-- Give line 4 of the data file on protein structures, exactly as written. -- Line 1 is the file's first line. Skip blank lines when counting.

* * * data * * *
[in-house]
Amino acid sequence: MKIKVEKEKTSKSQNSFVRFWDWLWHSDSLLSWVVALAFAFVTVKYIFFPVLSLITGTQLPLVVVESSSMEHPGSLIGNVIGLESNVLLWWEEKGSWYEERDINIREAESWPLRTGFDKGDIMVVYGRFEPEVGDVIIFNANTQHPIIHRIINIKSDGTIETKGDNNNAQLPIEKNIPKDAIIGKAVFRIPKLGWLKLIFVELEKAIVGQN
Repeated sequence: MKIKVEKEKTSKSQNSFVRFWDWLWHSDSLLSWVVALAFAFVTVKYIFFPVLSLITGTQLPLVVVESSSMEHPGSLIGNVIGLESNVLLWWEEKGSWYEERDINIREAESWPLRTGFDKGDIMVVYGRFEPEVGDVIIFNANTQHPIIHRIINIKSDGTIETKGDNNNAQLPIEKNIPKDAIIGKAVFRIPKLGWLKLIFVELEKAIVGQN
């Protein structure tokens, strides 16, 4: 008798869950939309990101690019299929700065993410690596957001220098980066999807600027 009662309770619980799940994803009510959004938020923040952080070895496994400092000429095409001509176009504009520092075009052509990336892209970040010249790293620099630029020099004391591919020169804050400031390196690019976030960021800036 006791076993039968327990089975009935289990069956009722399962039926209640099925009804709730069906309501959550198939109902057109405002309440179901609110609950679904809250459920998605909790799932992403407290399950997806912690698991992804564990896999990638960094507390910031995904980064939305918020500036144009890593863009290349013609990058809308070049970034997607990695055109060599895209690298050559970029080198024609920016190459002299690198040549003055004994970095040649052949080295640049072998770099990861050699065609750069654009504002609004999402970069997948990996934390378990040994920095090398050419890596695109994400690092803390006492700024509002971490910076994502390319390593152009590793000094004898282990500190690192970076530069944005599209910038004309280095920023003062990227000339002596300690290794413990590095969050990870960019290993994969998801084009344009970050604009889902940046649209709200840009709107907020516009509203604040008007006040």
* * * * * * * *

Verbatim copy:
């Protein structure tokens, strides 16, 4: 008798869950939309990101690019299929700065993410690596957001220098980066999807600027 009662309770619980799940994803009510959004938020923040952080070895496994400092000429095409001509176009504009520092075009052509990336892209970040010249790293620099630029020099004391591919020169804050400031390196690019976030960021800036 006791076993039968327990089975009935289990069956009722399962039926209640099925009804709730069906309501959550198939109902057109405002309440179901609110609950679904809250459920998605909790799932992403407290399950997806912690698991992804564990896999990638960094507390910031995904980064939305918020500036144009890593863009290349013609990058809308070049970034997607990695055109060599895209690298050559970029080198024609920016190459002299690198040549003055004994970095040649052949080295640049072998770099990861050699065609750069654009504002609004999402970069997948990996934390378990040994920095090398050419890596695109994400690092803390006492700024509002971490910076994502390319390593152009590793000094004898282990500190690192970076530069944005599209910038004309280095920023003062990227000339002596300690290794413990590095969050990870960019290993994969998801084009344009970050604009889902940046649209709200840009709107907020516009509203604040008007006040």